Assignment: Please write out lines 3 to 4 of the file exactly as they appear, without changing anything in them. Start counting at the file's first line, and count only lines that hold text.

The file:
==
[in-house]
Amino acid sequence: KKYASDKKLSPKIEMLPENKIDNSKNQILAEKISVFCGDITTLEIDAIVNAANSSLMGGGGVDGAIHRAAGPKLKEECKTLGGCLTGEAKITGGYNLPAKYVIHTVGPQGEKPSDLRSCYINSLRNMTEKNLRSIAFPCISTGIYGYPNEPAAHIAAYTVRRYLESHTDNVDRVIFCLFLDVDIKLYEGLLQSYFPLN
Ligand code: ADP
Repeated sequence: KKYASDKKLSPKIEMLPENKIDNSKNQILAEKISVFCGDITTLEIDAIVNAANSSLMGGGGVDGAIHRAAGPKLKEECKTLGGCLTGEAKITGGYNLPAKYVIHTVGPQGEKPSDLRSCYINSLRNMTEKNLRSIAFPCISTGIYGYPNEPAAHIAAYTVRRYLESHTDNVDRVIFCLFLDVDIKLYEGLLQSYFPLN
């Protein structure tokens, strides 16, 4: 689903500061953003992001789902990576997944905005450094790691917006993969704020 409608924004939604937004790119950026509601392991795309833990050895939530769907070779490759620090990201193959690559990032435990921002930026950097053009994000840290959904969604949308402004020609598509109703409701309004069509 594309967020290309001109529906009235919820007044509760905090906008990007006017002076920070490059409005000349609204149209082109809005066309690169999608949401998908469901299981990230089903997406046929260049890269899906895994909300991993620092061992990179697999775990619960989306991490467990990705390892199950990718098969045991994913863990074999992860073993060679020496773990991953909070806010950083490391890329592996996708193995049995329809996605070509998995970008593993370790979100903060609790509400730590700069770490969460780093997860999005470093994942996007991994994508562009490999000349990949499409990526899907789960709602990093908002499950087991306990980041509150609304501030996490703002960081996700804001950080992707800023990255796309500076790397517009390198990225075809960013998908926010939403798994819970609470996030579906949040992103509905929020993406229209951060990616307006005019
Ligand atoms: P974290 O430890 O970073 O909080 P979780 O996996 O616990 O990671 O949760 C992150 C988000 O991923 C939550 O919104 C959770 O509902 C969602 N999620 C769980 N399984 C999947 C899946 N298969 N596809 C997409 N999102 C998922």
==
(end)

Ligand code: ADP
Repeated sequence: KKYASDKKLSPKIEMLPENKIDNSKNQILAEKISVFCGDITTLEIDAIVNAANSSLMGGGGVDGAIHRAAGPKLKEECKTLGGCLTGEAKITGGYNLPAKYVIHTVGPQGEKPSDLRSCYINSLRNMTEKNLRSIAFPCISTGIYGYPNEPAAHIAAYTVRRYLESHTDNVDRVIFCLFLDVDIKLYEGLLQSYFPLN